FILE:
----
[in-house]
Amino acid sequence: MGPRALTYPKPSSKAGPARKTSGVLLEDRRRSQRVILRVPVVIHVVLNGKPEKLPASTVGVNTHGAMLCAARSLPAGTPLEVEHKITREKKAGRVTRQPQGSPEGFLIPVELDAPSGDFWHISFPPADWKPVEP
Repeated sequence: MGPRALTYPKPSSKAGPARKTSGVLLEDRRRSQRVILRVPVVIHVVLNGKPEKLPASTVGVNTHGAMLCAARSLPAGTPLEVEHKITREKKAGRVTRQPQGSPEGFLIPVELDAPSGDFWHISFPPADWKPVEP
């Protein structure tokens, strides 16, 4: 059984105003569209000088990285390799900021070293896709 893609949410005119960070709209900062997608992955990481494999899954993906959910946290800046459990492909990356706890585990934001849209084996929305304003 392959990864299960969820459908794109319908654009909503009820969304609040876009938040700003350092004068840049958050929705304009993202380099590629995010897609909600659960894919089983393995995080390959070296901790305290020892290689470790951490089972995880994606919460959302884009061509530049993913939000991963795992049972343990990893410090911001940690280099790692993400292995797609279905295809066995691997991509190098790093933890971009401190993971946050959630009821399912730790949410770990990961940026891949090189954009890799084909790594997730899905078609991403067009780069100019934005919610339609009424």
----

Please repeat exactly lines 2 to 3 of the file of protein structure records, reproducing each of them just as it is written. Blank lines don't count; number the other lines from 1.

Amino acid sequence: MGPRALTYPKPSSKAGPARKTSGVLLEDRRRSQRVILRVPVVIHVVLNGKPEKLPASTVGVNTHGAMLCAARSLPAGTPLEVEHKITREKKAGRVTRQPQGSPEGFLIPVELDAPSGDFWHISFPPADWKPVEP
Repeated sequence: MGPRALTYPKPSSKAGPARKTSGVLLEDRRRSQRVILRVPVVIHVVLNGKPEKLPASTVGVNTHGAMLCAARSLPAGTPLEVEHKITREKKAGRVTRQPQGSPEGFLIPVELDAPSGDFWHISFPPADWKPVEP